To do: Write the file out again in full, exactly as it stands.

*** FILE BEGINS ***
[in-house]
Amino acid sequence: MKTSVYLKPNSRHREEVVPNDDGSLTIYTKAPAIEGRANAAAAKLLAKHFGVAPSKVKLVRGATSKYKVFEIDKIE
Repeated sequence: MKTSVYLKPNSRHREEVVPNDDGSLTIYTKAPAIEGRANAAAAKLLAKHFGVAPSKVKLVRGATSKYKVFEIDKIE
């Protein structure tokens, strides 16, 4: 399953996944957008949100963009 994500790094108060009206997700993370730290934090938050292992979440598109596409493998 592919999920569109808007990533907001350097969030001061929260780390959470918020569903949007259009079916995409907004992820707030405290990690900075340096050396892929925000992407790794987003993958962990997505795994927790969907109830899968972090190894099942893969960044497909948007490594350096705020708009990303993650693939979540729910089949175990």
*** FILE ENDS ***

[in-house]
Amino acid sequence: MKTSVYLKPNSRHREEVVPNDDGSLTIYTKAPAIEGRANAAAAKLLAKHFGVAPSKVKLVRGATSKYKVFEIDKIE
Repeated sequence: MKTSVYLKPNSRHREEVVPNDDGSLTIYTKAPAIEGRANAAAAKLLAKHFGVAPSKVKLVRGATSKYKVFEIDKIE
């Protein structure tokens, strides 16, 4: 399953996944957008949100963009 994500790094108060009206997700993370730290934090938050292992979440598109596409493998 592919999920569109808007990533907001350097969030001061929260780390959470918020569903949007259009079916995409907004992820707030405290990690900075340096050396892929925000992407790794987003993958962990997505795994927790969907109830899968972090190894099942893969960044497909948007490594350096705020708009990303993650693939979540729910089949175990």